street dead-ends against the railroad yard, where the water from the drainage
ditch used to flow like a river in the street for months each year.



The neighborhood health survey I had just completed had uncovered a rate
of over 20 health problems in Whiteaker that exceeded a broad-based control
group’s incidence by about 25 percent. The figures included only problems
that appeared in 1995 or later, and only while the respondents were living
in Whiteaker.



Residents voiced their suspicions during the survey: many thought the industrial
activity in the area was to blame, and some mentioned that they had started
to feel better after moving just a few blocks farther from the railroad
tracks. A few said they had only been ill when they crossed the tracks
several times a day.



I called the Oregon Department of Environmental Quality (DEQ), where hydrogeologist
Bill Mason referred us to Technical Outreach Services to Communities (TOSC),
a program of the Western Region Hazardous Substances Research Center, based
in Stanford and Oregon State Universities. Working with CBAN, TOSC representative
Michael Fernandez and others came to Eugene, walked through Whiteaker,
interviewed long-term residents and conducted a follow-up survey using
a form TOSC had used earlier that year to pinpoint a similar syndrome in
Arizona. The second survey found that the Whiteaker sickness was probably
environmental, but that the variety of possible sources of contamination
made it hard to pin one down.



By then, most of Whiteaker was calling the CBAN-TOSC effort the “railroad
project.” The connection wasn’t irrefutable by scientific standards, but
it was nothing to sneeze at; the frogs that had vanished when the human
sickness struck had been living in the railroad drainage ditches. The closer
people lived to the railroad yard, the more likely they were to be sick.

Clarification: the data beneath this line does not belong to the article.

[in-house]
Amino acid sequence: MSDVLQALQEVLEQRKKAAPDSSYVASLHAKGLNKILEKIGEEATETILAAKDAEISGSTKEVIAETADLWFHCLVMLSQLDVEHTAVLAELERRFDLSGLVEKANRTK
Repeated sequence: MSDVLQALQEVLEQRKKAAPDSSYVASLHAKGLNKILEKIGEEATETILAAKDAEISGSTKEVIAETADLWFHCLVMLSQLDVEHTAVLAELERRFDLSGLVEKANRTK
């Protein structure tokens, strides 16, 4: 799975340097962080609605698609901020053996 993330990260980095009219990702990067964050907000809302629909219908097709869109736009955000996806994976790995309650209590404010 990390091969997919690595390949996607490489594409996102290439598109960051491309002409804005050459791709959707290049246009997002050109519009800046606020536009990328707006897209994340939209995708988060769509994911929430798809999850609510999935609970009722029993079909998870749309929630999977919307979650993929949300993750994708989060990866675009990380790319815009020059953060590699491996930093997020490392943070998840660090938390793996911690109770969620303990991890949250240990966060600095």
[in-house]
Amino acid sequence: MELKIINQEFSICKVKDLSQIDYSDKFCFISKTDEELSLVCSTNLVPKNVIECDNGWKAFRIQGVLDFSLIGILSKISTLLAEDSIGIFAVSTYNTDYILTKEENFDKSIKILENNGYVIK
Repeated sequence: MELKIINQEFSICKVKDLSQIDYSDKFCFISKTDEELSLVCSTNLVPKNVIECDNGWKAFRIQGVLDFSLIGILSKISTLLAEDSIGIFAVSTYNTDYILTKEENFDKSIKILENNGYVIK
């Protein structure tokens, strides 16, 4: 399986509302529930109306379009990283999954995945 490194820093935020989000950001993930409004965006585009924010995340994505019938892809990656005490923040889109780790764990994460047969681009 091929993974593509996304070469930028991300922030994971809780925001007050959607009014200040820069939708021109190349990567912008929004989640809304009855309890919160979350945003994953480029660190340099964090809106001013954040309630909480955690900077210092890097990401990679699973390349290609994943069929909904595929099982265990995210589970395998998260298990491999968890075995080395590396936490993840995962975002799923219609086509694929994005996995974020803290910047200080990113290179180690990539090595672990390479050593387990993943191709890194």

The illness began shortly after the railroad bed was regraveled, when negotiations
started for the UP-SP merger. Trains were having more accidents and spilling
more chemicals every year in the mid 1990s.



A crew laying fiber-optic cable along the tracks in 1999 contracted an
environmental scientist to test the soil to be sure it was safe to dig.
The scientist told them to stand close enough together to catch any worker
who passed out while the ground was disturbed, the crew leader said. He
said the digging took five times longer than expected because railroad
security agents harassed them continually, demanding to know what the crew
was looking at and why they were moving so fast, why so slow.



The neighborhood association of Bethel Triangle, which borders the railroad
yard on the west, has been following the issue of solvent contamination
from the yard since the early 1990s. In 1993, the DEQ began investigating
the possibility that unacceptable amounts of chlorinated hydrocarbons Southern
Pacific had used to clean tracks and paint cars had made their way into
the ground water. Bethel Triangle residents discussed their suspicions.
Some had seen litters of deformed kittens born near the yard. Others had
been ill since moving into the area. A number noticed chemical smells in
their garden wells.



The DEQ worked out a voluntary compliance agreement with the railroad.
The railroad agreed to hire an outside consultant to test the yard’s soil
and ground water, to clean up any excessively toxic areas which the public
was likely to come in contact with to an acceptable standard, to inform
nearby neighborhoods about each stage of the decade-long process, and to
encourage public involvement.



Long-time yard neighbor Reva Moen said she had seen and heard of environmental